As television viewers increasingly watch shows days and weeks after they originally air, broadcasters are trying to get paid for more of those views.
"We're getting closer to getting paid for every eyeball that watches our shows," said Moonves, speaking at the UBS Global Media and Communications Conference in New York.
It's common for ad companies to pay broadcasters for viewership generated live and within three days of an original telecast, and Moonves said some companies are now paying for viewers within seven days -- a metric the industry refers to as "C-7."
The window for ad revenue could be extended even further to 30 days, though CBS would probably not be able to charge as much for those more-delayed viewers, Moonves said, adding that 85% of commercials are not time-sensitive.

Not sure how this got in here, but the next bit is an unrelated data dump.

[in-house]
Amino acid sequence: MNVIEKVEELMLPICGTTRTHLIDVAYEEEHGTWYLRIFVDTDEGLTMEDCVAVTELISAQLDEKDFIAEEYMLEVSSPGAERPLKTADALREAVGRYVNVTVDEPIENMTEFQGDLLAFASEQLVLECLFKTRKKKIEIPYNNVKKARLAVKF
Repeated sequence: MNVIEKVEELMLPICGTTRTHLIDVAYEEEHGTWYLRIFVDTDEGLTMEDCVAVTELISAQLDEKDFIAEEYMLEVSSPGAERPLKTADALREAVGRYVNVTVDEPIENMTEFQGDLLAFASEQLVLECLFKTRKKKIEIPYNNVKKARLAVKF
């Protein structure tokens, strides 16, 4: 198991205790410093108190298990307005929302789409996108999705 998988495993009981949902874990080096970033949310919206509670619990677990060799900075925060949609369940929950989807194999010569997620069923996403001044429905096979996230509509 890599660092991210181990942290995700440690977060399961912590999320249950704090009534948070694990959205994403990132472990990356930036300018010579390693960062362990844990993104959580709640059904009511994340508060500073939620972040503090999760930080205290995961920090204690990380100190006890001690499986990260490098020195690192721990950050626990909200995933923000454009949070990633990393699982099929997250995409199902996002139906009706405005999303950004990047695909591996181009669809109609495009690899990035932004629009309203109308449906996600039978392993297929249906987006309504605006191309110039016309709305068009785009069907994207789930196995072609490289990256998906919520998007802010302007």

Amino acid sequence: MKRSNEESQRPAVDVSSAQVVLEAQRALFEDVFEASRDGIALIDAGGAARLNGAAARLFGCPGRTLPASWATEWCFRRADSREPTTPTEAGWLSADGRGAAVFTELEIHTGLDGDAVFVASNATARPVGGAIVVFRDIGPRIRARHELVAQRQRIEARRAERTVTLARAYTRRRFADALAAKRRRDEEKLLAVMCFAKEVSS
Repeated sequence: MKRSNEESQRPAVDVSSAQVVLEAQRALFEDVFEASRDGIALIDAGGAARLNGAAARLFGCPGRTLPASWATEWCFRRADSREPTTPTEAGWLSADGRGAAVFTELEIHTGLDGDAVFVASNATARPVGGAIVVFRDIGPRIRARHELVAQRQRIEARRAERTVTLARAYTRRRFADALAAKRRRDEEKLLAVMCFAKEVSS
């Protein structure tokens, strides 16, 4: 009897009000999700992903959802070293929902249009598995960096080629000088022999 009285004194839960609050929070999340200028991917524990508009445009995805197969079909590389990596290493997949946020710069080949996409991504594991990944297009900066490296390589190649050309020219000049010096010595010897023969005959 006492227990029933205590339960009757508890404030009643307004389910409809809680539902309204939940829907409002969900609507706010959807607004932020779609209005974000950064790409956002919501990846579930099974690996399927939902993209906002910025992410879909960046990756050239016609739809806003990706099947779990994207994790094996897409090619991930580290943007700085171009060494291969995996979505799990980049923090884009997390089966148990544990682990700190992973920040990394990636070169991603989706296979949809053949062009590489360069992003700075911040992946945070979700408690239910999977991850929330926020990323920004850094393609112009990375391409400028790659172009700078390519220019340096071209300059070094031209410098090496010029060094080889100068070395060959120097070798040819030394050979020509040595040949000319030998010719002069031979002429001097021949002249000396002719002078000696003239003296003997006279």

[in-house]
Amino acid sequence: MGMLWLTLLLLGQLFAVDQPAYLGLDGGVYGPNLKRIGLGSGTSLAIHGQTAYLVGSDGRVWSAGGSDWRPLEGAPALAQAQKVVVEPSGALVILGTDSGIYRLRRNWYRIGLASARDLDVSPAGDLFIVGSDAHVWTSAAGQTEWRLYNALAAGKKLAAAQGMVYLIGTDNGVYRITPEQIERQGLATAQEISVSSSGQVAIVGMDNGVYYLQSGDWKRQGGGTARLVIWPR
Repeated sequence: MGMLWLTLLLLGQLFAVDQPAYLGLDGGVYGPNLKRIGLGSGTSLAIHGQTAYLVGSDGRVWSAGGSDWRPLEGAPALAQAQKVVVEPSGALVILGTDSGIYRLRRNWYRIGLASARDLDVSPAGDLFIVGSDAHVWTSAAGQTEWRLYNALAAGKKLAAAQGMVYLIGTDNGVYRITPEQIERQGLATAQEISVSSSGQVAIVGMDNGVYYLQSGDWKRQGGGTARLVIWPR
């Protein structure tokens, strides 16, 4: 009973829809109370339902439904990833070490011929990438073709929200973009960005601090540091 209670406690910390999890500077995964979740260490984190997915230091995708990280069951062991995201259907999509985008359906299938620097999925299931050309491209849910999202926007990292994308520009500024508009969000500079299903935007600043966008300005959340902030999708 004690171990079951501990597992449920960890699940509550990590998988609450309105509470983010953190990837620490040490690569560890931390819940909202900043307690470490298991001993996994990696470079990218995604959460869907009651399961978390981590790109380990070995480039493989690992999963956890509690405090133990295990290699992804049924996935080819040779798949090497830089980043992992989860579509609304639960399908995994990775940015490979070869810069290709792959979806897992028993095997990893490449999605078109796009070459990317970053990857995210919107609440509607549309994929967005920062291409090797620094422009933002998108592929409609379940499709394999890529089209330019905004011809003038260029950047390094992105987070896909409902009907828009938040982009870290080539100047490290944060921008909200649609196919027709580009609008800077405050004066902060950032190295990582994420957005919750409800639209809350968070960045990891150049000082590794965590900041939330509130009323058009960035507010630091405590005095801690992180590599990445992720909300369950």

However, advertisers for whom timing is important, such as movie studios, probably wouldn't embrace a window of seven days or more.
Moonves also mentioned recent successes of the company's young movie studio division. CBS Films'
"We've put our toe in the water and started to have some success and it's a lot of fun," he said.
The executive got some laughs while discussing his company's carriage dispute with
"I could live without them, the way they're playing," he said.
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